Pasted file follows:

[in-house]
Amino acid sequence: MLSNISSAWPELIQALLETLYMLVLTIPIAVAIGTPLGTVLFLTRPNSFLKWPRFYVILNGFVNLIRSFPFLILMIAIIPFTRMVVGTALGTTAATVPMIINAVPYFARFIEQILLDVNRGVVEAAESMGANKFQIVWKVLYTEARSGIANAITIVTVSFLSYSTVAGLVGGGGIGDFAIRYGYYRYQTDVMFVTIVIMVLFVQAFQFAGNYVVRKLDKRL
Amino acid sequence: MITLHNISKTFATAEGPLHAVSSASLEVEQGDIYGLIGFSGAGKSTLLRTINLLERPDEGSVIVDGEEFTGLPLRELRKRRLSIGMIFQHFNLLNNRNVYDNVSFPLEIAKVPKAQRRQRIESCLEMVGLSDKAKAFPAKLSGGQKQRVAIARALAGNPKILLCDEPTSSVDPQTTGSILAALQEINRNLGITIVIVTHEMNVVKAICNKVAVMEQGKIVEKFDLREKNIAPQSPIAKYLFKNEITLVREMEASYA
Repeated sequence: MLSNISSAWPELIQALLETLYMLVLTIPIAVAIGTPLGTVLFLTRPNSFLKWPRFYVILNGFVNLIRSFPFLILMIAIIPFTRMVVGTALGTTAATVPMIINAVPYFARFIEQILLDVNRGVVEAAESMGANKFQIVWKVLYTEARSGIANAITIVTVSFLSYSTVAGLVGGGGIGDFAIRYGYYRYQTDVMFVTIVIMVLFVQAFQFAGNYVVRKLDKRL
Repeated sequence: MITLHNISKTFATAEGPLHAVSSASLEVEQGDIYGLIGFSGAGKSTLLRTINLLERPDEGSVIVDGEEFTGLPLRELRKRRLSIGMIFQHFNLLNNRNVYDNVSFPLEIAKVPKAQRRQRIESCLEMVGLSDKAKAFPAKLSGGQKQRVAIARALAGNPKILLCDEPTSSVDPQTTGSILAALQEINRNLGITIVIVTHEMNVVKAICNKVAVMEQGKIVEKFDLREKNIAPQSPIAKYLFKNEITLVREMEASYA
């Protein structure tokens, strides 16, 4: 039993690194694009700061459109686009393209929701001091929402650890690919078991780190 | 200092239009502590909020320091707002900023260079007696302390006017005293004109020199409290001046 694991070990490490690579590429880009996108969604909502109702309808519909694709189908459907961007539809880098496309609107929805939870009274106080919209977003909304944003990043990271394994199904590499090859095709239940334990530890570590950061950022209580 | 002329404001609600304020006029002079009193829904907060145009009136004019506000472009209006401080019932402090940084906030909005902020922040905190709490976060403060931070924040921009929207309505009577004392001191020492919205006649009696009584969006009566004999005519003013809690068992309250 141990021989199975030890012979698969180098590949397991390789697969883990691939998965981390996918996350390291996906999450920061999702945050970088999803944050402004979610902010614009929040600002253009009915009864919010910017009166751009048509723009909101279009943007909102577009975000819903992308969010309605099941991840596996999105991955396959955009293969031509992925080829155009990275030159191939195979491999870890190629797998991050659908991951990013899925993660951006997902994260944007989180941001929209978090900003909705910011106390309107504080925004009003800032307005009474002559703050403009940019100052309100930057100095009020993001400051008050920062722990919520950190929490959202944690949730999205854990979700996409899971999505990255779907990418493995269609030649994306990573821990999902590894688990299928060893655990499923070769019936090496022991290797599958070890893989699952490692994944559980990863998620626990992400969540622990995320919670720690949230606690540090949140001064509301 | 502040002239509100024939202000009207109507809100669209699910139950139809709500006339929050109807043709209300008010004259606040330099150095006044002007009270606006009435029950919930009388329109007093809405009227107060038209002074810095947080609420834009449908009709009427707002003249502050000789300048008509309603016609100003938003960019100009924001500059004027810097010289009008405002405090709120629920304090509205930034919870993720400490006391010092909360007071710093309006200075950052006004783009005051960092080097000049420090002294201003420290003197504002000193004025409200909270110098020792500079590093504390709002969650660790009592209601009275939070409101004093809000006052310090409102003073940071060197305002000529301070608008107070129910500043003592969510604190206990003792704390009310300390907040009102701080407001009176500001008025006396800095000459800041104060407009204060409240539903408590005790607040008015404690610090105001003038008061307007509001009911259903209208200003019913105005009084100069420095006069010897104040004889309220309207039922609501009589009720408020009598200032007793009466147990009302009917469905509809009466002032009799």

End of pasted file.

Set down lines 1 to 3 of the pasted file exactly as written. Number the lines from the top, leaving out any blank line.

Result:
[in-house]
Amino acid sequence: MLSNISSAWPELIQALLETLYMLVLTIPIAVAIGTPLGTVLFLTRPNSFLKWPRFYVILNGFVNLIRSFPFLILMIAIIPFTRMVVGTALGTTAATVPMIINAVPYFARFIEQILLDVNRGVVEAAESMGANKFQIVWKVLYTEARSGIANAITIVTVSFLSYSTVAGLVGGGGIGDFAIRYGYYRYQTDVMFVTIVIMVLFVQAFQFAGNYVVRKLDKRL
Amino acid sequence: MITLHNISKTFATAEGPLHAVSSASLEVEQGDIYGLIGFSGAGKSTLLRTINLLERPDEGSVIVDGEEFTGLPLRELRKRRLSIGMIFQHFNLLNNRNVYDNVSFPLEIAKVPKAQRRQRIESCLEMVGLSDKAKAFPAKLSGGQKQRVAIARALAGNPKILLCDEPTSSVDPQTTGSILAALQEINRNLGITIVIVTHEMNVVKAICNKVAVMEQGKIVEKFDLREKNIAPQSPIAKYLFKNEITLVREMEASYA